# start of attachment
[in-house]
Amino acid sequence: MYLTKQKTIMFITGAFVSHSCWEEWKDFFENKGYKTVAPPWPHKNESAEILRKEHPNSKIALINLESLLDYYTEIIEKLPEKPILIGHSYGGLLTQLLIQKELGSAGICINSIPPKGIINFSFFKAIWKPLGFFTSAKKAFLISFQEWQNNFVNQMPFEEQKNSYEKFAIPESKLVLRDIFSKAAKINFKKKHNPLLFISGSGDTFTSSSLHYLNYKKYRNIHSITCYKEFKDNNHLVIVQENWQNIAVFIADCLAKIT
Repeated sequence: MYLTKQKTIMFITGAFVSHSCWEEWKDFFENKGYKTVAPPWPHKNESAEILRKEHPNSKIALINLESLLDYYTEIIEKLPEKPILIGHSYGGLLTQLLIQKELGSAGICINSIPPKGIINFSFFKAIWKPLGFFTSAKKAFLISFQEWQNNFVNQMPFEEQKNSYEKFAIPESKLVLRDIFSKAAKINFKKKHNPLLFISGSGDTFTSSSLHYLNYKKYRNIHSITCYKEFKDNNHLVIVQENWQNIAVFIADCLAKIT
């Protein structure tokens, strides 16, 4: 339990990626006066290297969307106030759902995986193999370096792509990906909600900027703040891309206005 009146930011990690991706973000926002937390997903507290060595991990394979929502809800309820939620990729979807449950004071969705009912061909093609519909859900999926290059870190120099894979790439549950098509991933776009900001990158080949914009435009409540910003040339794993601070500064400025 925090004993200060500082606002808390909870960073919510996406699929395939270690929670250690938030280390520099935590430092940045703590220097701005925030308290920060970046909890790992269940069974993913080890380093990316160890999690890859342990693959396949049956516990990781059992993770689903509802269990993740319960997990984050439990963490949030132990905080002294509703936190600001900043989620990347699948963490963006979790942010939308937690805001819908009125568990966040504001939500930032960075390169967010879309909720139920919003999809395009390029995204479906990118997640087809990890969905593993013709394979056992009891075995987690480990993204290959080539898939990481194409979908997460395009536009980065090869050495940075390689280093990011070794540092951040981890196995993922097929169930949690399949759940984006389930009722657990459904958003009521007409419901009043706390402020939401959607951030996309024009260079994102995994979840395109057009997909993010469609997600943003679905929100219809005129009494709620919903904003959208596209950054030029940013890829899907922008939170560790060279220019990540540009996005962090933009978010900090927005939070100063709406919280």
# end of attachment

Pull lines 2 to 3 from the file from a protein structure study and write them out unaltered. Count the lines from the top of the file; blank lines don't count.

Amino acid sequence: MYLTKQKTIMFITGAFVSHSCWEEWKDFFENKGYKTVAPPWPHKNESAEILRKEHPNSKIALINLESLLDYYTEIIEKLPEKPILIGHSYGGLLTQLLIQKELGSAGICINSIPPKGIINFSFFKAIWKPLGFFTSAKKAFLISFQEWQNNFVNQMPFEEQKNSYEKFAIPESKLVLRDIFSKAAKINFKKKHNPLLFISGSGDTFTSSSLHYLNYKKYRNIHSITCYKEFKDNNHLVIVQENWQNIAVFIADCLAKIT
Repeated sequence: MYLTKQKTIMFITGAFVSHSCWEEWKDFFENKGYKTVAPPWPHKNESAEILRKEHPNSKIALINLESLLDYYTEIIEKLPEKPILIGHSYGGLLTQLLIQKELGSAGICINSIPPKGIINFSFFKAIWKPLGFFTSAKKAFLISFQEWQNNFVNQMPFEEQKNSYEKFAIPESKLVLRDIFSKAAKINFKKKHNPLLFISGSGDTFTSSSLHYLNYKKYRNIHSITCYKEFKDNNHLVIVQENWQNIAVFIADCLAKIT